A guitar's tuning keys keeps the strings at the proper tension, thus ensuring the instrument will play in tune. If the time has come to upgrade your acoustic guitar's existing tuners, you may wish to review some of the finest brands from which to choose from.
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German manufacturer Schaller has spent decades producing fine instrument hardware. Most famously contracted by both Fender and Gibson to produce tuning keys, Schaller also sells the keys individually. Schaller keys range in design from gold- and nickel-plated designs with the classic Schaller "S" to distressed machine heads designed to resemble vintage hardware. Many guitarists prize Schaller keys for their sturdiness and ability to hold tension, and some even replace the stock tuners of their finest instruments with Schaller tuners.
Designed with an emphasis on classic elegance and fine materials, Waverly tuning keys command some of the highest prices in the industry. Waverly tuning keys range from fine hardwoods like ebony and snakewood to ivroid and finely engraved metals. The keys feature a simple uniform design with less variety of other manufacturers. What they lack in design variety, they make up for in quality materials and construction.
Producing musical instrument hardware since 1925, Kluson specialises in high-quality tuners with a vintage look. They manufacture both free-standing single tuners and "in-line" tuners that incorporate three or six tuning keys into one piece. They also feature simple oval or keystone-shaped buttons and steel machine parts plated with gold or nickel. Kluson tuning keys have the distinct look of mid-20th century guitar tuners, so they make an excellent choice for replacement in vintage guitars of that era.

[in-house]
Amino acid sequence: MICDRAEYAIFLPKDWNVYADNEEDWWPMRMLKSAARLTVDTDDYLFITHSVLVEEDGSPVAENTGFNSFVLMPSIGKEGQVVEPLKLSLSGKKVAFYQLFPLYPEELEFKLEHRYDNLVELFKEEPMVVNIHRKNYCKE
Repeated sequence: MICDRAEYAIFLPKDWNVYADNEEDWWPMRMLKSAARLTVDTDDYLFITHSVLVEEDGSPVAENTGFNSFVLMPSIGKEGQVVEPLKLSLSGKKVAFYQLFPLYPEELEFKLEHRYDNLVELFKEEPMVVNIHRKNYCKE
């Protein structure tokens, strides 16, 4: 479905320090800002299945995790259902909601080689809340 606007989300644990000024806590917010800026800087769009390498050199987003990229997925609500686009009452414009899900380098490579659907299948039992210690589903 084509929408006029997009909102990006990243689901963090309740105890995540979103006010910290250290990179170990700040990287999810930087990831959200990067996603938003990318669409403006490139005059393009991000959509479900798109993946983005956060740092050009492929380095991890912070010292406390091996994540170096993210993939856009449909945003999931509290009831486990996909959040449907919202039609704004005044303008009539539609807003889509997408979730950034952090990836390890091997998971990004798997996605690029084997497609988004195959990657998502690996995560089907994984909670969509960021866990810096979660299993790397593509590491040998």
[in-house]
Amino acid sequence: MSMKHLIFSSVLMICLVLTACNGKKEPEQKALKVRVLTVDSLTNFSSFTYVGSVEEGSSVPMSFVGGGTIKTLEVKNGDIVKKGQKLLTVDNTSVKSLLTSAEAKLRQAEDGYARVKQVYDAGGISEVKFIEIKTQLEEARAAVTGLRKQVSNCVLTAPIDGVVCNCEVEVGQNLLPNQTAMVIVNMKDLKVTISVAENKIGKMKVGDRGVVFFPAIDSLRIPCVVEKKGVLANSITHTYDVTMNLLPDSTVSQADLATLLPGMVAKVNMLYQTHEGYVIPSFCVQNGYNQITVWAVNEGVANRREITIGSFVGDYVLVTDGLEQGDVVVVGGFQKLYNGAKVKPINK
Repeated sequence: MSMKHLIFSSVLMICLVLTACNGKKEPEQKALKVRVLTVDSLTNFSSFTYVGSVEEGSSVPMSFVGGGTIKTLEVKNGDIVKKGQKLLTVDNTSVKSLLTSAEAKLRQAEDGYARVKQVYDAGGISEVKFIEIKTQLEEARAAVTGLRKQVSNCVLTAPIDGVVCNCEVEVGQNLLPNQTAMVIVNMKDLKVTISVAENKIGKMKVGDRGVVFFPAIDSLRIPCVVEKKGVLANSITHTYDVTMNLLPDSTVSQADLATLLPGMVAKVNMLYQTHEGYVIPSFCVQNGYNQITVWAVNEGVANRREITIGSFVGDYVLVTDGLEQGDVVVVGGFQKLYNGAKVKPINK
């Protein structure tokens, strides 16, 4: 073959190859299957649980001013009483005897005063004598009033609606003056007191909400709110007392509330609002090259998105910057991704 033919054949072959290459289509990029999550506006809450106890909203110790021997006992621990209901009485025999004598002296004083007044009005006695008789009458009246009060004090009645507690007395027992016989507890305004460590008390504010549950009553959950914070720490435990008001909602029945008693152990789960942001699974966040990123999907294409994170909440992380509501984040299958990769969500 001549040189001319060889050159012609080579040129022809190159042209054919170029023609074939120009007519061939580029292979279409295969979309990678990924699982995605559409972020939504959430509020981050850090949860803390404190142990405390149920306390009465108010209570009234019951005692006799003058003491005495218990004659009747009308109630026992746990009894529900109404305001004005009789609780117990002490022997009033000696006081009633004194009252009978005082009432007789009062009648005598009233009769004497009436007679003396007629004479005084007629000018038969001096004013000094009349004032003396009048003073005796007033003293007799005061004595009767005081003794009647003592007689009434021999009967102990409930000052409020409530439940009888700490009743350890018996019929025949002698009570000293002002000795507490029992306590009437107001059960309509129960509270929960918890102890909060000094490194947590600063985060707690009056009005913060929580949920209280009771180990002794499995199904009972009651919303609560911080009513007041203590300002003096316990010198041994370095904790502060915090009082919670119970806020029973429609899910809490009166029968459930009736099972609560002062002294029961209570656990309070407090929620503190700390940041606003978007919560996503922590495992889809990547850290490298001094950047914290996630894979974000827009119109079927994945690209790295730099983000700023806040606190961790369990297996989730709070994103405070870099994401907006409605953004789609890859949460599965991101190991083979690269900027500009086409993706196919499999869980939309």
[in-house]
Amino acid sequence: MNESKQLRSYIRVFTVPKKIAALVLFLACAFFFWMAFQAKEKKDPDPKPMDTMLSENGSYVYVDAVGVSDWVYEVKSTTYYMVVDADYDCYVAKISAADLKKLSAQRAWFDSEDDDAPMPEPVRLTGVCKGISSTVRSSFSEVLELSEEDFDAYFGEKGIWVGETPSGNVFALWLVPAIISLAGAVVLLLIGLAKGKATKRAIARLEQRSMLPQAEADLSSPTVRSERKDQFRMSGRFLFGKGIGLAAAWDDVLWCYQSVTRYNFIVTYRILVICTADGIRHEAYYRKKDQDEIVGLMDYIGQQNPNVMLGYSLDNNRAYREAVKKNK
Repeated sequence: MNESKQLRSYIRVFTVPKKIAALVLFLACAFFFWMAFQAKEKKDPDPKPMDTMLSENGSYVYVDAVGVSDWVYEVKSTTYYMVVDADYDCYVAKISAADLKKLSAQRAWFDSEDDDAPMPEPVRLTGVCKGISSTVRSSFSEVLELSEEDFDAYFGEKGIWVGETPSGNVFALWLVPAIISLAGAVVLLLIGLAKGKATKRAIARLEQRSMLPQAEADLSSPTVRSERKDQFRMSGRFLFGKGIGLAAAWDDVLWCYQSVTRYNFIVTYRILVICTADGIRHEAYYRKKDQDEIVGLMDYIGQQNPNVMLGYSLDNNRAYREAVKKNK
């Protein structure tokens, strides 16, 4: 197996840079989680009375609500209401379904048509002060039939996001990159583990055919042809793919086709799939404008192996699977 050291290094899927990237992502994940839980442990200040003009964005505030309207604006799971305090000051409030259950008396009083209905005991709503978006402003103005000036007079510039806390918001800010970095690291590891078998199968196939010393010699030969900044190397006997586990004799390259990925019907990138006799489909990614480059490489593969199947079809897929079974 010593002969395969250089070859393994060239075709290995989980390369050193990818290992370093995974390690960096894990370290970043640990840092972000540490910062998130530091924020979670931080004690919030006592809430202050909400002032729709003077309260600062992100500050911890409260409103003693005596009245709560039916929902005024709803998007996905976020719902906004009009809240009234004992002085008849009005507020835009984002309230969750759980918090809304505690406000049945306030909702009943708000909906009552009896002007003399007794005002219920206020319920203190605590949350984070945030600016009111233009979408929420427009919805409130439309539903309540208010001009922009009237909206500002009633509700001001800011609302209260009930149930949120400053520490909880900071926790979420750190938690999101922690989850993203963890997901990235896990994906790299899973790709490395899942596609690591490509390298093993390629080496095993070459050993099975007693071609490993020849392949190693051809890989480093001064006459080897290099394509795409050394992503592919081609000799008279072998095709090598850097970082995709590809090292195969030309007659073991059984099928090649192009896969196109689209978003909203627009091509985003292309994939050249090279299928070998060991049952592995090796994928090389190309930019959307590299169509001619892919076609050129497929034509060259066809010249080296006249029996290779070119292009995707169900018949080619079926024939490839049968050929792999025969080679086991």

Rubner has been making fine tuning machines since 1864. It uses primarily brass and nickel and features ornate engravings that reflect the company's 19th Century origins. Most Rubner tuners feature pearloid or mother-of-pearl buttons and finely-engraved metal machine parts. The tuning keys generally come in "three-in-line" formation, with three machine heads per row. Even with the fine materials and craftsmanship, Rubner tuners still have a reasonable price tag compared to tuning keys of lesser quality.
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